Given the track record of academic boycott as a harbinger of ugliness and failure, it was with some surprise that I discovered a subset of the American professorate was launching a similar campaign in the US. Admittedly the US Campaign for the Academic and Cultural Boycott of Israel consists of little more than a WordPress blog and a petition signed by a couple of hundred (out of tens of thousands) American professors.

One major difference between the UK and the US academic boycott efforts is the role played by union leadership in each country (represented by the UCU leadership in Britain and their American counterparts the American Federation of Teachers or AFT, in the US). While UCU leaders were either complicit in boycott efforts (in conflict with a membership who overwhelmingly loathed boycott calls), in the US the AFT has taken a clear and unequivocal stand against moves to single out for punishment academics from Israel or any other nation.

American academic leaders actually took a bold stand against UCU boycott calls, informing potential European boycotters that they should consider American academics Israelis (and boycott them as well) if they proceeded with their mendacious and misguided agenda. And once word got out that academic BDS was opening up an American branch, the AFT made this statement clearly stating that such politicization of academia was nothing less than an unwelcome assault on academic freedom everywhere.

Despite that little dust-up we had in 1776, America has learned a great deal from Great Britain over the centuries. Perhaps it is now time to return the favor.


I’ve been thinking a bit more about the notion of “fantasy” that I began to discuss in the last posting.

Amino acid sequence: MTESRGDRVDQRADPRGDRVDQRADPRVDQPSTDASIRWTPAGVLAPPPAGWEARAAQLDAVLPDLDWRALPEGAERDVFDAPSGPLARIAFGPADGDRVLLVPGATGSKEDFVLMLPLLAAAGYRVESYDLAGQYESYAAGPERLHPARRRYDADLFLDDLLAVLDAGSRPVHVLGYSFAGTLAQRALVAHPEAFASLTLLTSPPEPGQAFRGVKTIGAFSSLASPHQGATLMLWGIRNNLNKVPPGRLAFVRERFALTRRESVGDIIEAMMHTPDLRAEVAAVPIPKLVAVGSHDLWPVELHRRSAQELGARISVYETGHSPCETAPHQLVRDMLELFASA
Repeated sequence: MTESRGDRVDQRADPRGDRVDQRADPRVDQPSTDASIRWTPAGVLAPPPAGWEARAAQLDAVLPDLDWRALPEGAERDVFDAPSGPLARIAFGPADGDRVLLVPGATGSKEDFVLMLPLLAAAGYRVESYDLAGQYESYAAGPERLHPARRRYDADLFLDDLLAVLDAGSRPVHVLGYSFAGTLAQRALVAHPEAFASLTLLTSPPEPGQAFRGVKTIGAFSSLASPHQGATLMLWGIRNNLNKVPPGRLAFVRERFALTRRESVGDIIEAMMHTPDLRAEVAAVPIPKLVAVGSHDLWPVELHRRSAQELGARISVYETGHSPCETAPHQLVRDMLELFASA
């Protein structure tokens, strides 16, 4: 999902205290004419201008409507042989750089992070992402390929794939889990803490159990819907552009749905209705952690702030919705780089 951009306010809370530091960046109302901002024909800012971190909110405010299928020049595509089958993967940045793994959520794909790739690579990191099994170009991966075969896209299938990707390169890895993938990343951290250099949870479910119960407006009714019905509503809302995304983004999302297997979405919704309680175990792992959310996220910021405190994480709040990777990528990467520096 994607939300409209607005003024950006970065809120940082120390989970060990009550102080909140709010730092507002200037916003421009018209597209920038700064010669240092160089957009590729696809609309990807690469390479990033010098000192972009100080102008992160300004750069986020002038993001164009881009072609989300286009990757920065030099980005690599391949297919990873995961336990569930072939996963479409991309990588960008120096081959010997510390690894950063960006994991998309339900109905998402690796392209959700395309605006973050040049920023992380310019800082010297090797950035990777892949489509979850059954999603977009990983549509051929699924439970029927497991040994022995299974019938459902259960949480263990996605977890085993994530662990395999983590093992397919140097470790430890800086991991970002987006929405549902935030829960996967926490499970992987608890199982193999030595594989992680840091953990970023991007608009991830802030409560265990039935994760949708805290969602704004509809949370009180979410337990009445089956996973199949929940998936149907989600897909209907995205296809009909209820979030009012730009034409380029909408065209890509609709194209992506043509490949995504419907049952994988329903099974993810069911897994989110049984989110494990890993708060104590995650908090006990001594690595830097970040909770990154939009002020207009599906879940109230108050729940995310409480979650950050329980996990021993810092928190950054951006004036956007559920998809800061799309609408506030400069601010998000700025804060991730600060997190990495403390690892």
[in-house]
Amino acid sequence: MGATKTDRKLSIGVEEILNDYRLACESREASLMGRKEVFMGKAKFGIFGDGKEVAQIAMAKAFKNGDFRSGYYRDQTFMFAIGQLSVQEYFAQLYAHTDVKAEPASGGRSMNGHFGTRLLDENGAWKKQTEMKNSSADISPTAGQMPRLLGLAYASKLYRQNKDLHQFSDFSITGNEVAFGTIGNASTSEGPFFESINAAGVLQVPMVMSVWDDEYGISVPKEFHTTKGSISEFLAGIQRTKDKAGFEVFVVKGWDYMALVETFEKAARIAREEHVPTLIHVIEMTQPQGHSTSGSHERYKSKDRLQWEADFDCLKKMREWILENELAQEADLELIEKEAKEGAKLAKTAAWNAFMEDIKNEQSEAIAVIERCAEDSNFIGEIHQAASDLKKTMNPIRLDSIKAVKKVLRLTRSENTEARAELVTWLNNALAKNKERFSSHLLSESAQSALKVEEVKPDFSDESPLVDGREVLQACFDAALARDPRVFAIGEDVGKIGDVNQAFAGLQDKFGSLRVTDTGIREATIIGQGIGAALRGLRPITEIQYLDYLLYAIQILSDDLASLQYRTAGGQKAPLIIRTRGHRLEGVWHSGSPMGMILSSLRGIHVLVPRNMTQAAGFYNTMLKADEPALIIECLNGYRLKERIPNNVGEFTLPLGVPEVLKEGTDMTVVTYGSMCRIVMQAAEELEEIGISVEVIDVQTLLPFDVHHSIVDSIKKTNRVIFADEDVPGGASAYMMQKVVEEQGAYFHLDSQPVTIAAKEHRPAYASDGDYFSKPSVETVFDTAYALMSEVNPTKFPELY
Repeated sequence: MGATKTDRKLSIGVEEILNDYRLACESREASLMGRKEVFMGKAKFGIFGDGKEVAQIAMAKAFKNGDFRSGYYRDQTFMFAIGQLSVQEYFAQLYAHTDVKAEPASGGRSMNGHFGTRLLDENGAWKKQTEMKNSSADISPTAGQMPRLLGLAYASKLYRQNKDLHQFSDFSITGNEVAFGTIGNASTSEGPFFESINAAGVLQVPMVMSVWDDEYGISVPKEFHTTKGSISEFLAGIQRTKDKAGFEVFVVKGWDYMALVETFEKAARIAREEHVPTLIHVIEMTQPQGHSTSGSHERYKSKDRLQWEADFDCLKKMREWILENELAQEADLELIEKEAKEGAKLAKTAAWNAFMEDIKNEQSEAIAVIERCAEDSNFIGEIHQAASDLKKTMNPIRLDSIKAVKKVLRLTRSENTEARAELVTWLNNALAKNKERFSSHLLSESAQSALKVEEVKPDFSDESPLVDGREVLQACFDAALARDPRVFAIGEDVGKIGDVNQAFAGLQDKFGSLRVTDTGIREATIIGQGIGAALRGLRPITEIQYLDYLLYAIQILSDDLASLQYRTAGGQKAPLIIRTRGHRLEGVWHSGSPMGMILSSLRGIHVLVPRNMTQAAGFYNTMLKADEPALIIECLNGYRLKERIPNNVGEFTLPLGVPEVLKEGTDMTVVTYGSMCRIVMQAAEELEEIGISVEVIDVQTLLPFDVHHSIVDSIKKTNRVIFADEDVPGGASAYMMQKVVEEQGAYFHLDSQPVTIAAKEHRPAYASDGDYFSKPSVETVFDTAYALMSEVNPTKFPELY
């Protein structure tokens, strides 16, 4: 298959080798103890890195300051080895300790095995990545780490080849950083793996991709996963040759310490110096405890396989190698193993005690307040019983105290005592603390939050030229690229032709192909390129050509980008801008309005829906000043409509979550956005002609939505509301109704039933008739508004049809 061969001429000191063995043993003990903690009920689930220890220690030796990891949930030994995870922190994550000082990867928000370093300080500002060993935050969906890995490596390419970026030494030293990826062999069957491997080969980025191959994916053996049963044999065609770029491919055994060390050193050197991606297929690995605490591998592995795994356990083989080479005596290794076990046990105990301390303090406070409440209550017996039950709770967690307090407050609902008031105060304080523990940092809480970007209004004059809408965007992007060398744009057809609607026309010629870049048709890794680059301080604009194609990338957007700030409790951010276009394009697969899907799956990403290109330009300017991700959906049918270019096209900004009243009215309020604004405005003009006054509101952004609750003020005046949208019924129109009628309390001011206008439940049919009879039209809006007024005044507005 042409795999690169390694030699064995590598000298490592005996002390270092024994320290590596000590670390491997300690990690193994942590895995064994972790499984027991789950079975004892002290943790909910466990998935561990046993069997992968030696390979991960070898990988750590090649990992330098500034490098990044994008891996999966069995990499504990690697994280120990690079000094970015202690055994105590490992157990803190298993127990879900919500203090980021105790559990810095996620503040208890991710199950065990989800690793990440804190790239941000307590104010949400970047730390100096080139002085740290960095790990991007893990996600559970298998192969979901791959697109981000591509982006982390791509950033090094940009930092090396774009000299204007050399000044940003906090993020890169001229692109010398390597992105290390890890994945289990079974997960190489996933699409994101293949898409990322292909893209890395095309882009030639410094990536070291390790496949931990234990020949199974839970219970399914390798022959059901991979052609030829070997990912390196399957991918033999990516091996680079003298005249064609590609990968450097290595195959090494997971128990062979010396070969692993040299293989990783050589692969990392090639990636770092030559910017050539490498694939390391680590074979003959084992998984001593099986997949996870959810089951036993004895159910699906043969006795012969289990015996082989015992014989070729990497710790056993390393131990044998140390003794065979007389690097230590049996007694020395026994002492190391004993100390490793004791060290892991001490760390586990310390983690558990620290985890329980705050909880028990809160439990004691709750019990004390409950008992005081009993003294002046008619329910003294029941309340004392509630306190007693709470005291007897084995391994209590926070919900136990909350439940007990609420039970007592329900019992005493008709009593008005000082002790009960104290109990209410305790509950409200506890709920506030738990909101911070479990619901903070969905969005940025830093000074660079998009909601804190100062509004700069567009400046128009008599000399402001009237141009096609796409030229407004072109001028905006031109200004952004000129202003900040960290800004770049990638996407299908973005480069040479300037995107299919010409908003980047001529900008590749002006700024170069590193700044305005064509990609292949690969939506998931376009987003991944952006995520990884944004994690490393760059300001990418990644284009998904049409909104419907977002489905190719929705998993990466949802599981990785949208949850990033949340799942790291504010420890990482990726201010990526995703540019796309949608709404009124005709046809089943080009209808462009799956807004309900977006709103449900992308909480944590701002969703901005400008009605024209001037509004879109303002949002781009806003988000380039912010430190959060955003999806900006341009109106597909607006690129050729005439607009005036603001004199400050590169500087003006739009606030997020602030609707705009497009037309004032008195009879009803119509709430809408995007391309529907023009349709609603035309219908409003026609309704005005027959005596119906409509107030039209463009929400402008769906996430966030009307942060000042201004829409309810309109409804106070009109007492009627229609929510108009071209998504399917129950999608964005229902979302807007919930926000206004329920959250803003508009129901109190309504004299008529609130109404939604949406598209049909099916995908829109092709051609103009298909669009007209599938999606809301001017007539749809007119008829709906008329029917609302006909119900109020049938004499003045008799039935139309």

As some friends know, I’m a big fan of the writer Lee Harris whose masterpiece, Al Queda’s Fantasy Ideology, is considered to be one of the most insightful things ever written about 9/11. In it, he talks about fantasy as political motivator, beginning with observations from his youth when he broke with fellow protestors over the Vietnam War over their insistence that their tactics include highly disruptive street protests.

Why choose this tactic, Harris protested, when it is sure to alienate the very people anti-war activists wanted to reach (the broad undecided middle), standing the chance that they would turn not against the war but against the war protestors? The simple explanation was that the street protests were not designed to win over anyone. Rather, they were a combination of street theatre and therapy designed to benefit the protestors themselves. So what seemed to be a political act was really a Kabuki drama in which the protestors got to fantasize about being part of an elite vanguard “on the right side of history.” Under such a construct, the citizens whose lives would be disrupted by the protestors, indeed the American and Vietnamese people as a whole, were simply props for the protestors own political fantasy performance.

Harris points out that fantasy tied to political ideology is not always completely innocent or simply annoying. Rather, it is responsible for many of the tragedies that have befallen mankind over the last centuries. While Mussolini fantasizing that he was bringing back the Roman Empire, or Hitler “recreating” a fictitious Reich, or Osama bin Laden trying to restore an imagined millennium-old Caliphate, political fantasists have shown a remarkable ability to both sweep others along in their fantasies and to exterminate those who choose not to take part.